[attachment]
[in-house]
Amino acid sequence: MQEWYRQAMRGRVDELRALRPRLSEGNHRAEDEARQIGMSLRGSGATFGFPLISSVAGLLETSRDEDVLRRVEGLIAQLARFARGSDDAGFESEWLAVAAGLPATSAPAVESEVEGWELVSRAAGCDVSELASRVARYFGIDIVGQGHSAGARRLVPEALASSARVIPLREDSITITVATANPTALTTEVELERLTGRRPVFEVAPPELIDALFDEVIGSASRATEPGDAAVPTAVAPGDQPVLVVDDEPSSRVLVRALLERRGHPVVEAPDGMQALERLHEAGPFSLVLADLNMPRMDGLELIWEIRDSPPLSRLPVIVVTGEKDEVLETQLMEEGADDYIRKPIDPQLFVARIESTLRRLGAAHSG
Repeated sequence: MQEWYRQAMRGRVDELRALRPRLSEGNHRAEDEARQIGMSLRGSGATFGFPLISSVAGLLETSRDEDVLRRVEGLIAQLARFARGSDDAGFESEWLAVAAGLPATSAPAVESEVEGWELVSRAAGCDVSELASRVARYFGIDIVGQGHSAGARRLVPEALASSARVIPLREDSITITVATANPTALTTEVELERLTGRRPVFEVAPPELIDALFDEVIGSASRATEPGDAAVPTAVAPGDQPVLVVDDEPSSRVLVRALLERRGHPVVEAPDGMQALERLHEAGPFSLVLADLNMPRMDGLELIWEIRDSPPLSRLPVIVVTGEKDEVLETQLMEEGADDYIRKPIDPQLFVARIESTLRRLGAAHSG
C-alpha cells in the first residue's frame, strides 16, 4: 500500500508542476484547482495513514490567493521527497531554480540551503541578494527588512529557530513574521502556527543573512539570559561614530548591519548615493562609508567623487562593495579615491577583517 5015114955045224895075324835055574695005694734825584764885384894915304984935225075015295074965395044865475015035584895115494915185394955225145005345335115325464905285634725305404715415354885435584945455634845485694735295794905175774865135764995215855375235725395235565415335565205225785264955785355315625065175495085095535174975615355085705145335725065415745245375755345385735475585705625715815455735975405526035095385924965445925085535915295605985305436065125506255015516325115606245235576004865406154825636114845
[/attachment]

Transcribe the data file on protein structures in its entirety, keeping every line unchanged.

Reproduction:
[in-house]
Amino acid sequence: MQEWYRQAMRGRVDELRALRPRLSEGNHRAEDEARQIGMSLRGSGATFGFPLISSVAGLLETSRDEDVLRRVEGLIAQLARFARGSDDAGFESEWLAVAAGLPATSAPAVESEVEGWELVSRAAGCDVSELASRVARYFGIDIVGQGHSAGARRLVPEALASSARVIPLREDSITITVATANPTALTTEVELERLTGRRPVFEVAPPELIDALFDEVIGSASRATEPGDAAVPTAVAPGDQPVLVVDDEPSSRVLVRALLERRGHPVVEAPDGMQALERLHEAGPFSLVLADLNMPRMDGLELIWEIRDSPPLSRLPVIVVTGEKDEVLETQLMEEGADDYIRKPIDPQLFVARIESTLRRLGAAHSG
Repeated sequence: MQEWYRQAMRGRVDELRALRPRLSEGNHRAEDEARQIGMSLRGSGATFGFPLISSVAGLLETSRDEDVLRRVEGLIAQLARFARGSDDAGFESEWLAVAAGLPATSAPAVESEVEGWELVSRAAGCDVSELASRVARYFGIDIVGQGHSAGARRLVPEALASSARVIPLREDSITITVATANPTALTTEVELERLTGRRPVFEVAPPELIDALFDEVIGSASRATEPGDAAVPTAVAPGDQPVLVVDDEPSSRVLVRALLERRGHPVVEAPDGMQALERLHEAGPFSLVLADLNMPRMDGLELIWEIRDSPPLSRLPVIVVTGEKDEVLETQLMEEGADDYIRKPIDPQLFVARIESTLRRLGAAHSG
C-alpha cells in the first residue's frame, strides 16, 4: 500500500508542476484547482495513514490567493521527497531554480540551503541578494527588512529557530513574521502556527543573512539570559561614530548591519548615493562609508567623487562593495579615491577583517 5015114955045224895075324835055574695005694734825584764885384894915304984935225075015295074965395044865475015035584895115494915185394955225145005345335115325464905285634725305404715415354885435584945455634845485694735295794905175774865135764995215855375235725395235565415335565205225785264955785355315625065175495085095535174975615355085705145335725065415745245375755345385735475585705625715815455735975405526035095385924965445925085535915295605985305436065125506255015516325115606245235576004865406154825636114845